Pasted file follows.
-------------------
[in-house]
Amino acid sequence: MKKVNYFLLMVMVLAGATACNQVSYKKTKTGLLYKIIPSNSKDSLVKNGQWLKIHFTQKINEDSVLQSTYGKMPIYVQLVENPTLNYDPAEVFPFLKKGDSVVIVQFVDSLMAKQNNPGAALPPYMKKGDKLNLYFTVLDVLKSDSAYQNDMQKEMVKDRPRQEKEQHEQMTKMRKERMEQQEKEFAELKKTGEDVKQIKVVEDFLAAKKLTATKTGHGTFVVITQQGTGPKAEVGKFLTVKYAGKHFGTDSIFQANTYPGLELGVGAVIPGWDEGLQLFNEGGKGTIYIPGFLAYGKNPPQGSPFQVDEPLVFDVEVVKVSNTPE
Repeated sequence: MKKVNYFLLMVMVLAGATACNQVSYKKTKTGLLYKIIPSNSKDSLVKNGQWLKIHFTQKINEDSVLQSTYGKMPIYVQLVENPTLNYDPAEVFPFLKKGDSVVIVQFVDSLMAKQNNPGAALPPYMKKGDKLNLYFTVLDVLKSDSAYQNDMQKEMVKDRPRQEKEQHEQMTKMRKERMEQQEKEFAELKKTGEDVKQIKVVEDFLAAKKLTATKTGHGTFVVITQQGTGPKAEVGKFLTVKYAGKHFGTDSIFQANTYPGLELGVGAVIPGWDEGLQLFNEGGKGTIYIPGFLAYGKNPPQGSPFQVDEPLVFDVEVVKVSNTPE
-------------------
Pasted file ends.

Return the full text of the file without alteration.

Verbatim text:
[in-house]
Amino acid sequence: MKKVNYFLLMVMVLAGATACNQVSYKKTKTGLLYKIIPSNSKDSLVKNGQWLKIHFTQKINEDSVLQSTYGKMPIYVQLVENPTLNYDPAEVFPFLKKGDSVVIVQFVDSLMAKQNNPGAALPPYMKKGDKLNLYFTVLDVLKSDSAYQNDMQKEMVKDRPRQEKEQHEQMTKMRKERMEQQEKEFAELKKTGEDVKQIKVVEDFLAAKKLTATKTGHGTFVVITQQGTGPKAEVGKFLTVKYAGKHFGTDSIFQANTYPGLELGVGAVIPGWDEGLQLFNEGGKGTIYIPGFLAYGKNPPQGSPFQVDEPLVFDVEVVKVSNTPE
Repeated sequence: MKKVNYFLLMVMVLAGATACNQVSYKKTKTGLLYKIIPSNSKDSLVKNGQWLKIHFTQKINEDSVLQSTYGKMPIYVQLVENPTLNYDPAEVFPFLKKGDSVVIVQFVDSLMAKQNNPGAALPPYMKKGDKLNLYFTVLDVLKSDSAYQNDMQKEMVKDRPRQEKEQHEQMTKMRKERMEQQEKEFAELKKTGEDVKQIKVVEDFLAAKKLTATKTGHGTFVVITQQGTGPKAEVGKFLTVKYAGKHFGTDSIFQANTYPGLELGVGAVIPGWDEGLQLFNEGGKGTIYIPGFLAYGKNPPQGSPFQVDEPLVFDVEVVKVSNTPE